Eventually I thought of a last name for Miss Layla, should the opportunity to use it ever arise. Leighton; after British painter Frederic Leighton. I wrote my undergraduate thesis about him. That effortless grace he captured in his art was exactly the image I wanted to attach myself to. Plus, the alliteration? Too perfect. Yes, Layla Leighton, I could see it now! In my mind it adorned guest lists, appeared in lavish script on backstage passes fastened to one ankle. A name preceding me in other people’s publications. It could even appear in big letters across the front cover of a poetry anthology.

But as real as she was now, Layla felt like a title I could only assume in my wildest dreams. She was me, but she wasn’t for me.

Pictured: I found this antique ostrich feather boa at a flea market. Its little voice was just begging, “buy me...” For $40 I couldn’t resist!

Soon enough, though, the deal was sealed. Like love, Layla could no longer be refused. Destiny came in the form a holy-shit-that’s-heavy package sent all the way from sunny Los Angeles. Now, this gift was originally supposed to be a hand-me-down instant camera and a Marlene Dietrich compilation album. Just that, nothing more. But Daniel has the tendency to pick up things left and right that remind him of me. Over time the box grew in size like a squash forgotten in a garden. By the time it got to me it was heavy like one too!

I had an idea of what was hidden in this seemingly bottomless box. I’d seen it on a video call. Still, I was stunned to find the landmark memoir written by rock-and-roll’s most famous groupie, Pamela Des Barres. I’d been meaning to read it for ages and there it was!

In the very bottom of the box, wrapped up in a pink checkered shirt. My very own copy of I’m With the Band.

Pictured: the gatefold of Three Dog Night’s Suitable For Framing, from my personal collection. Listen up 19-year-old Abby, those aren’t “circus girls” – they’re The GTOs, and you can spot Miss Pamela herself on the fold!

The principle of the thing was wonderful already. I’d only briefly mentioned over the phone that I hadn’t read this book yet. That’s another thing about Daniel: he says he doesn’t have a good memory but he’s sorely mistaken. Mention one thing in passing and it’ll come back to you when you least expect it.

Still, nothing could have prepared me for the wave of emotion I felt opening up the front cover to find, in Miss P’s own handwriting:

To a muse like me!"

Well, shit. If the Miss Pamela has called you Layla, then you simply must be Layla!

It felt like someone had strapped a backpack of bricks to me. If I wasn’t already sitting on my bedroom floor, I would’ve fallen right down! My book was signed to Layla!! And me, a muse? A real-life muse? You must be joking.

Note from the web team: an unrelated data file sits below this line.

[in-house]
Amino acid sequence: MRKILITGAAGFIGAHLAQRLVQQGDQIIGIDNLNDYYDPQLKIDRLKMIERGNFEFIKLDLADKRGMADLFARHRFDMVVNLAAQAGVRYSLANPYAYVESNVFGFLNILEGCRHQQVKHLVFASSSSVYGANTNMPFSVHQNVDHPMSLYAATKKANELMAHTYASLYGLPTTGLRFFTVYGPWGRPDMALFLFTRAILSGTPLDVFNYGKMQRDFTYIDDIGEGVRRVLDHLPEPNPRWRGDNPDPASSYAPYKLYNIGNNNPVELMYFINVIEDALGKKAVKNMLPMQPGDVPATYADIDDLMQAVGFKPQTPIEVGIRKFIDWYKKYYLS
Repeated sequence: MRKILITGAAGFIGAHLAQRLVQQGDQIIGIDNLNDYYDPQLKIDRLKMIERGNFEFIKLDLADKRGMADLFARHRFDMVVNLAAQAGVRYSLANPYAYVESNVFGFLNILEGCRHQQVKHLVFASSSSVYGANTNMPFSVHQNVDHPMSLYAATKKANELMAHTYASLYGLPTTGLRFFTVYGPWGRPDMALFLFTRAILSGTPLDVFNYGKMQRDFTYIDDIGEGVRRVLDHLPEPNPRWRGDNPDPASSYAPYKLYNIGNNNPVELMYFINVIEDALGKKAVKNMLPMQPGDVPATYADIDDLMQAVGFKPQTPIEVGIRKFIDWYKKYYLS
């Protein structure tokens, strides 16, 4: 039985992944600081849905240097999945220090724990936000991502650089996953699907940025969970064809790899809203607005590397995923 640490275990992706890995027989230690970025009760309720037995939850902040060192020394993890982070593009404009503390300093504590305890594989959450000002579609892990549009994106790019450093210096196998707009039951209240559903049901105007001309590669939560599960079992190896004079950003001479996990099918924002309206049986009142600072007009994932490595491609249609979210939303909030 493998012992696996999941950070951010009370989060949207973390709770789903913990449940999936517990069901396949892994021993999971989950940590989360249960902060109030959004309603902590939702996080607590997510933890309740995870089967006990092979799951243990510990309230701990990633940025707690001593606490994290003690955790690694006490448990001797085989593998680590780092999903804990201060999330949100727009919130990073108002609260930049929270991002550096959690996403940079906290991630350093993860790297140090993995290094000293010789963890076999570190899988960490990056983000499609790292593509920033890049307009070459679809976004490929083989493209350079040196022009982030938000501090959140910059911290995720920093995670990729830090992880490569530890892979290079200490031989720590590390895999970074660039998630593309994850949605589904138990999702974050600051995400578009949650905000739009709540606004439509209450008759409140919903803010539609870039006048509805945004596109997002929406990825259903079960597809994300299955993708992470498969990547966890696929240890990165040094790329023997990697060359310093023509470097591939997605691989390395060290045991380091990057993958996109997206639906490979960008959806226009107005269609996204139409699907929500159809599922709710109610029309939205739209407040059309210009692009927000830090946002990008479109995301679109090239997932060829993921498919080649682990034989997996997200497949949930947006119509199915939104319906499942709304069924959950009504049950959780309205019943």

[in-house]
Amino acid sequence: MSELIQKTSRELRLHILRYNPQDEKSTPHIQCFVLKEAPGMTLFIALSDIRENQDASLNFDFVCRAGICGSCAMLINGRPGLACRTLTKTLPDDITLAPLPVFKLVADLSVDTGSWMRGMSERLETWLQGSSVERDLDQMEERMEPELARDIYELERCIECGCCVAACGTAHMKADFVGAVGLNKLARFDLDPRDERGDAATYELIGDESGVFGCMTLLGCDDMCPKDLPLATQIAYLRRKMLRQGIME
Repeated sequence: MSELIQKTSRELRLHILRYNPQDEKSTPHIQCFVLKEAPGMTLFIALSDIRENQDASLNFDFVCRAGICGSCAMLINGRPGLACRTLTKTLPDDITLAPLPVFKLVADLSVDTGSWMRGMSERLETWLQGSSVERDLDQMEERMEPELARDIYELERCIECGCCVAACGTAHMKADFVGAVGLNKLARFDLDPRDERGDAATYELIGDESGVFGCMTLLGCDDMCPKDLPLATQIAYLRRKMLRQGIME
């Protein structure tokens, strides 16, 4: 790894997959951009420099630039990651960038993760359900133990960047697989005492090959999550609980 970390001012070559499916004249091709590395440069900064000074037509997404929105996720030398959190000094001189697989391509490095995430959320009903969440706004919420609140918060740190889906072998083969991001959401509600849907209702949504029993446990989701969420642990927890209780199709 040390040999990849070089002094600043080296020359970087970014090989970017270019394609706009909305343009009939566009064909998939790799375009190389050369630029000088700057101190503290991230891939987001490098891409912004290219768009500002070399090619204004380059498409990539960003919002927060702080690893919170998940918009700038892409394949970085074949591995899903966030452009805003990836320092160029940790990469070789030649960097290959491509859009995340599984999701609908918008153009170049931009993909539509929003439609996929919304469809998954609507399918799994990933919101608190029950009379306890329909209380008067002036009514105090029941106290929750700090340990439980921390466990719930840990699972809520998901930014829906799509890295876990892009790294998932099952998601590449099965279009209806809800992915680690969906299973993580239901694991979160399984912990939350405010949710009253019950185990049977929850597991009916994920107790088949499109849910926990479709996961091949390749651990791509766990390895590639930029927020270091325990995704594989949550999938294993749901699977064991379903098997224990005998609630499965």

I’ve had songs written about me. I’ve seen and heard them, though none have come to fruition (meaning none have been recorded. But who knows? A girl can dream.) I can’t bring myself to call myself a “muse” because I just...can’t see myself as one. I look in the mirror and I still see an insecure little girl. Her mom says her hair is too curly for bangs...oh that is rich. She is terrified of people. Terrified of the world outside her four pink walls, though it may not seem like it. But here’s the thing: that little girl had dreams of fur coats and platform shoes. Of sequined crooners and guitar-wielders with wicked smiles. Being the girl that moved the soul. She always wanted to be that girl. Mind you, this was before she knew what rock-and-roll was. This was by instinct.

But now here she was, 22 years old, with those big bangs she’d always wanted. Confronted with being Layla. She was always there, swirling in the dreams of sequins and furs, but never had a face or name. Not until fate came knocking and she was given no choice but to assume the title.

Pictured: My copy of I'm With The Band. Pinch me, I’m dreaming!! Thank you Daniel and thank you Miss P!!

No, I’m not totally comfortable with being Layla yet. All that potential scares the shit out of me. Thankfully those glittery platforms still have some growing room. No, I’m still not sick of the Layla album...not yet at least. I’m still learning new things about it all the time. I found out last fall that “It’s Too Late” is a cover of a doo-wop tune! And the original is just as good! I can still, without hesitation, call Layla and Other Assorted Love Songs my favorite record.

And I can, without hesitation, call myself Layla too. Because Layla Leighton wasn’t the creation of some lover or admirer or friend: she was always there.

Thank you, dear reader, for sticking around for this long-haul. I promise it won’t always be this sappy.


- Layla